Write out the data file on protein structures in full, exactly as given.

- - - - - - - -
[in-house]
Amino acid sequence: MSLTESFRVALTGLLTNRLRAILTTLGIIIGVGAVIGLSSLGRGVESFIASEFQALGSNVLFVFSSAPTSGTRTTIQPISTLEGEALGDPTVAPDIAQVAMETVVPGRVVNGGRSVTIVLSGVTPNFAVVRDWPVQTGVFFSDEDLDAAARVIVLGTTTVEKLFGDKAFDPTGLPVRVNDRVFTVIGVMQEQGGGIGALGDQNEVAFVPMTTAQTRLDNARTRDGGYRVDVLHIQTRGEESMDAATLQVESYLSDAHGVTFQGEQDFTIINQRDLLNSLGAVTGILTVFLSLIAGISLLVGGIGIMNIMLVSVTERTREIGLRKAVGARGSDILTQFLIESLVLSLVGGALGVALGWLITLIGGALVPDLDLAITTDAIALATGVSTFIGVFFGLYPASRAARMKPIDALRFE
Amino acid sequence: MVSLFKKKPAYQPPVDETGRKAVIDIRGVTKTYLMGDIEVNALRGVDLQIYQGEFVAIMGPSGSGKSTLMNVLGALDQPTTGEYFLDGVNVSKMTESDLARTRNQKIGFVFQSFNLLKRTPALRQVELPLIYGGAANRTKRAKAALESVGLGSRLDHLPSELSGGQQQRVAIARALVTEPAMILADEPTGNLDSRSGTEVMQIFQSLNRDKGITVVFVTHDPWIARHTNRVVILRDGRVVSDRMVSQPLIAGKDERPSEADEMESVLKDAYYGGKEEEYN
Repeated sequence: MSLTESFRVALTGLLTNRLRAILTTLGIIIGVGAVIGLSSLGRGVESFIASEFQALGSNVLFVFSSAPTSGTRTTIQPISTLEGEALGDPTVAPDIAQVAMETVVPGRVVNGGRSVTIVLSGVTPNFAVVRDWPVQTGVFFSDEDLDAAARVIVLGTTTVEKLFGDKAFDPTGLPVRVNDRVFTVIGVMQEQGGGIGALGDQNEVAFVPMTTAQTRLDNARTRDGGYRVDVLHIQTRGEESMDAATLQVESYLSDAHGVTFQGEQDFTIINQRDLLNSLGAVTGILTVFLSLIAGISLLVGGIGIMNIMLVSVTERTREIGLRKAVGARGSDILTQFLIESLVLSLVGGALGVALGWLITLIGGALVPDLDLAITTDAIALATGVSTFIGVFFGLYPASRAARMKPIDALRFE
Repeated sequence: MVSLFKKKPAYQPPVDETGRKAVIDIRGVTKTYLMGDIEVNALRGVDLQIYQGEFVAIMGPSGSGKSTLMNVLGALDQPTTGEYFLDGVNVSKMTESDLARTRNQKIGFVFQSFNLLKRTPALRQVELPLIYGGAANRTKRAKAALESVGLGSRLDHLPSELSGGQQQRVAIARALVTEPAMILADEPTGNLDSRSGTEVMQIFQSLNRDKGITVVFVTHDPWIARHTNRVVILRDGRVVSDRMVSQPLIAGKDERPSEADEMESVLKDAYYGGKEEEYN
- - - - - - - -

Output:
[in-house]
Amino acid sequence: MSLTESFRVALTGLLTNRLRAILTTLGIIIGVGAVIGLSSLGRGVESFIASEFQALGSNVLFVFSSAPTSGTRTTIQPISTLEGEALGDPTVAPDIAQVAMETVVPGRVVNGGRSVTIVLSGVTPNFAVVRDWPVQTGVFFSDEDLDAAARVIVLGTTTVEKLFGDKAFDPTGLPVRVNDRVFTVIGVMQEQGGGIGALGDQNEVAFVPMTTAQTRLDNARTRDGGYRVDVLHIQTRGEESMDAATLQVESYLSDAHGVTFQGEQDFTIINQRDLLNSLGAVTGILTVFLSLIAGISLLVGGIGIMNIMLVSVTERTREIGLRKAVGARGSDILTQFLIESLVLSLVGGALGVALGWLITLIGGALVPDLDLAITTDAIALATGVSTFIGVFFGLYPASRAARMKPIDALRFE
Amino acid sequence: MVSLFKKKPAYQPPVDETGRKAVIDIRGVTKTYLMGDIEVNALRGVDLQIYQGEFVAIMGPSGSGKSTLMNVLGALDQPTTGEYFLDGVNVSKMTESDLARTRNQKIGFVFQSFNLLKRTPALRQVELPLIYGGAANRTKRAKAALESVGLGSRLDHLPSELSGGQQQRVAIARALVTEPAMILADEPTGNLDSRSGTEVMQIFQSLNRDKGITVVFVTHDPWIARHTNRVVILRDGRVVSDRMVSQPLIAGKDERPSEADEMESVLKDAYYGGKEEEYN
Repeated sequence: MSLTESFRVALTGLLTNRLRAILTTLGIIIGVGAVIGLSSLGRGVESFIASEFQALGSNVLFVFSSAPTSGTRTTIQPISTLEGEALGDPTVAPDIAQVAMETVVPGRVVNGGRSVTIVLSGVTPNFAVVRDWPVQTGVFFSDEDLDAAARVIVLGTTTVEKLFGDKAFDPTGLPVRVNDRVFTVIGVMQEQGGGIGALGDQNEVAFVPMTTAQTRLDNARTRDGGYRVDVLHIQTRGEESMDAATLQVESYLSDAHGVTFQGEQDFTIINQRDLLNSLGAVTGILTVFLSLIAGISLLVGGIGIMNIMLVSVTERTREIGLRKAVGARGSDILTQFLIESLVLSLVGGALGVALGWLITLIGGALVPDLDLAITTDAIALATGVSTFIGVFFGLYPASRAARMKPIDALRFE
Repeated sequence: MVSLFKKKPAYQPPVDETGRKAVIDIRGVTKTYLMGDIEVNALRGVDLQIYQGEFVAIMGPSGSGKSTLMNVLGALDQPTTGEYFLDGVNVSKMTESDLARTRNQKIGFVFQSFNLLKRTPALRQVELPLIYGGAANRTKRAKAALESVGLGSRLDHLPSELSGGQQQRVAIARALVTEPAMILADEPTGNLDSRSGTEVMQIFQSLNRDKGITVVFVTHDPWIARHTNRVVILRDGRVVSDRMVSQPLIAGKDERPSEADEMESVLKDAYYGGKEEEYN